Up until the last few centuries, humans relied upon the wild plants they could find to heal themselves. Now, the majority of people have forgotten much of this knowledge and now rely wholly upon the medicine they get over the counter. This is the first episode in a series of posts that will celebrate the wonderful medicine cabinet of the forests. Hopefully, I can convince more people to get outside and realize the benefits of wild medicines. The first plant of the series may not be the most obvious, but it may well be one of the most common!
The Wood Avens
The wood avens common plant that can be found in woodlands, hedgerows, fields, and pretty much everywhere else! The leaves of this perennial plant can be found all year round and are similar to the leaves of a strawberry plant. From May to August, this plant will produce small, 5-petalled yellow flowers. After these flowers drop off, a seed head in the shape of a burr will form. Each seed has a small hook on the end which it uses to catch on to rabbits and other animals for distribution.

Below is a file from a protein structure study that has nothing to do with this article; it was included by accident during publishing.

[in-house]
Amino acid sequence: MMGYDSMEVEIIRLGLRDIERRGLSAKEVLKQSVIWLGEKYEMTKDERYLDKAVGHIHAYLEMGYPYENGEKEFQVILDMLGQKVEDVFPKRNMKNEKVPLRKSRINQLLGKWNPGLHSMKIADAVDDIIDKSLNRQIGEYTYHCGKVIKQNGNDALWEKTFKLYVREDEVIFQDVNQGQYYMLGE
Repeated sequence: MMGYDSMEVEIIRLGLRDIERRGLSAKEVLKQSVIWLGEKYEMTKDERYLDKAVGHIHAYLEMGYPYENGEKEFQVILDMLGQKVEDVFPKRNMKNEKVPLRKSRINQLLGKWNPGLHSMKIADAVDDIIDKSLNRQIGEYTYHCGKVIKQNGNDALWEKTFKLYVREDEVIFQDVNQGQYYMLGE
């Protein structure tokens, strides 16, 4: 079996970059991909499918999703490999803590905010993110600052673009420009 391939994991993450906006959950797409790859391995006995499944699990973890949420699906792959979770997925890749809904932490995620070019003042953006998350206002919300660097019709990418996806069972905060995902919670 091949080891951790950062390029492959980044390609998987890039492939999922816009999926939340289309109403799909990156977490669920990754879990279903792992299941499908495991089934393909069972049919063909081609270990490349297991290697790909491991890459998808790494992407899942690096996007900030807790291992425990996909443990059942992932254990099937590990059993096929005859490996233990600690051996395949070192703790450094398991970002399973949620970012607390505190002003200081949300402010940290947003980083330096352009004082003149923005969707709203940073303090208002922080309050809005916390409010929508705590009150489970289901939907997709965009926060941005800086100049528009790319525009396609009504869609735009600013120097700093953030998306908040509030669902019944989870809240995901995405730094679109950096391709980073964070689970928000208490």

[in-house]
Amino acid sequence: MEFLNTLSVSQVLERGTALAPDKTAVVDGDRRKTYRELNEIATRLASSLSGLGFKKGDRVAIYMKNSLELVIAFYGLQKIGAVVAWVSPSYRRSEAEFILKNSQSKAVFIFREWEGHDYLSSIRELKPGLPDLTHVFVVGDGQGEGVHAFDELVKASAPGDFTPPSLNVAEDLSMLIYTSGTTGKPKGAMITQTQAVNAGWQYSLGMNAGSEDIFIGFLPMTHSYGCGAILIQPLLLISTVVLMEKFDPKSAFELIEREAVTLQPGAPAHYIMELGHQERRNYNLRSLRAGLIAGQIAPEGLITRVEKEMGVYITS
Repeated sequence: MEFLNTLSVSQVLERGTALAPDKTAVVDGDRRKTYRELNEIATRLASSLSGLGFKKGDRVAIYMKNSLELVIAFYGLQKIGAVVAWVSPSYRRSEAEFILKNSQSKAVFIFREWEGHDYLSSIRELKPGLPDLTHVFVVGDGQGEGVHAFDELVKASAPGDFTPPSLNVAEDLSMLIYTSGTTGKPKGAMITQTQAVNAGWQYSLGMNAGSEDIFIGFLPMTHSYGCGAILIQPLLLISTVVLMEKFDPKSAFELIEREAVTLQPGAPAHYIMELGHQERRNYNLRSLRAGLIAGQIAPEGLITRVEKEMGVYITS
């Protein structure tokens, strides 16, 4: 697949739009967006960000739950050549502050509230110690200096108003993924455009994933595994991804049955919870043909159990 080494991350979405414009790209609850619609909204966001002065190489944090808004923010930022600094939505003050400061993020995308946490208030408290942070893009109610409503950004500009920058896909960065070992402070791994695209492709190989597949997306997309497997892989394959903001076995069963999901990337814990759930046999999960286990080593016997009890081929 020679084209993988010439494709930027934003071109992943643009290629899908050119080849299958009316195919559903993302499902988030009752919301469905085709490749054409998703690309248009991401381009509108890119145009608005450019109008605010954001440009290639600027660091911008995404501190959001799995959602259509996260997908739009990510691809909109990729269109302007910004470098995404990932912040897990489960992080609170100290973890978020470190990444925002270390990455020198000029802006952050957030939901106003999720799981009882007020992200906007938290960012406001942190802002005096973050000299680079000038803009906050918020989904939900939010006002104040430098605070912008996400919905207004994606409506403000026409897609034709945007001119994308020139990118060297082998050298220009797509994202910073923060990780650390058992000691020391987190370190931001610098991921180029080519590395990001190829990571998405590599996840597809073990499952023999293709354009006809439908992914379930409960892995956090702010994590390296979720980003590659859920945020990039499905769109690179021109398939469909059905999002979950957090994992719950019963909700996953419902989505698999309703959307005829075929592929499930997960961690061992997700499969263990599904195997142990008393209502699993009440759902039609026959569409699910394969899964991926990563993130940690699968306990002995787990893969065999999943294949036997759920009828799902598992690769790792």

The roots of the plant are fine but tough and smell strongly of cloves. The roots are often used as a flavoring in soups or other dishes. They have also been used to flavor ales. When young, the leaves are at their best and can be added to a salad. Alternatively, consider deep-frying the leaves as they puff-up like a prawn cracker and make a great snack! The roots have been used for many centuries to help ease the symptoms of diarrhea, gastric irritation, and headaches. Many believe that when used in spring as a decoction, the wood avens root acts as a purifier and will remove obstructions in the liver. In folklore, the wood avens was even used to scare away evil spirits and rabid dogs! This is not the only strange use the wood avens was associated with. Before it became 'common practice' to bathe regularly, people would use wood avens root to cover up their bad odor!